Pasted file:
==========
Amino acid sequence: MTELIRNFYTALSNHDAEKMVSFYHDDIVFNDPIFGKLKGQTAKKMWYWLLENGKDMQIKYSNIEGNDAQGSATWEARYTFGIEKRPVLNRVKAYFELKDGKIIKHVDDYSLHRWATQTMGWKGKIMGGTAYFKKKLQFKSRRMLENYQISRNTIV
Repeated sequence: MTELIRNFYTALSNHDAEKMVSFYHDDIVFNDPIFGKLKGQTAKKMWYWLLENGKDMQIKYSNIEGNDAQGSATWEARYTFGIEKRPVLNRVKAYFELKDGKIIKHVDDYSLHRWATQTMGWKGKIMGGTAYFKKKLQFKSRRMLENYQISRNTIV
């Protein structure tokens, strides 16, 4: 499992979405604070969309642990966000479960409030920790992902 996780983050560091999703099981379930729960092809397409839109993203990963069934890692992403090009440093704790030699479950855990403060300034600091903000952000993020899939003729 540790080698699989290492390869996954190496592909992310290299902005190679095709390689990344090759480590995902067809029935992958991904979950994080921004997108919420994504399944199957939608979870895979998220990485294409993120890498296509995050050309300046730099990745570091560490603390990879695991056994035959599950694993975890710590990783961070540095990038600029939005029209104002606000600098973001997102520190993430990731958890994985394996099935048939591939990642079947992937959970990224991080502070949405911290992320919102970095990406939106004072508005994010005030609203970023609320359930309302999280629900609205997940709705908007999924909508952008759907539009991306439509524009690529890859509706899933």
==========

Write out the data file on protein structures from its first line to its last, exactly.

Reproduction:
Amino acid sequence: MTELIRNFYTALSNHDAEKMVSFYHDDIVFNDPIFGKLKGQTAKKMWYWLLENGKDMQIKYSNIEGNDAQGSATWEARYTFGIEKRPVLNRVKAYFELKDGKIIKHVDDYSLHRWATQTMGWKGKIMGGTAYFKKKLQFKSRRMLENYQISRNTIV
Repeated sequence: MTELIRNFYTALSNHDAEKMVSFYHDDIVFNDPIFGKLKGQTAKKMWYWLLENGKDMQIKYSNIEGNDAQGSATWEARYTFGIEKRPVLNRVKAYFELKDGKIIKHVDDYSLHRWATQTMGWKGKIMGGTAYFKKKLQFKSRRMLENYQISRNTIV
């Protein structure tokens, strides 16, 4: 499992979405604070969309642990966000479960409030920790992902 996780983050560091999703099981379930729960092809397409839109993203990963069934890692992403090009440093704790030699479950855990403060300034600091903000952000993020899939003729 540790080698699989290492390869996954190496592909992310290299902005190679095709390689990344090759480590995902067809029935992958991904979950994080921004997108919420994504399944199957939608979870895979998220990485294409993120890498296509995050050309300046730099990745570091560490603390990879695991056994035959599950694993975890710590990783961070540095990038600029939005029209104002606000600098973001997102520190993430990731958890994985394996099935048939591939990642079947992937959970990224991080502070949405911290992320919102970095990406939106004072508005994010005030609203970023609320359930309302999280629900609205997940709705908007999924909508952008759907539009991306439509524009690529890859509706899933």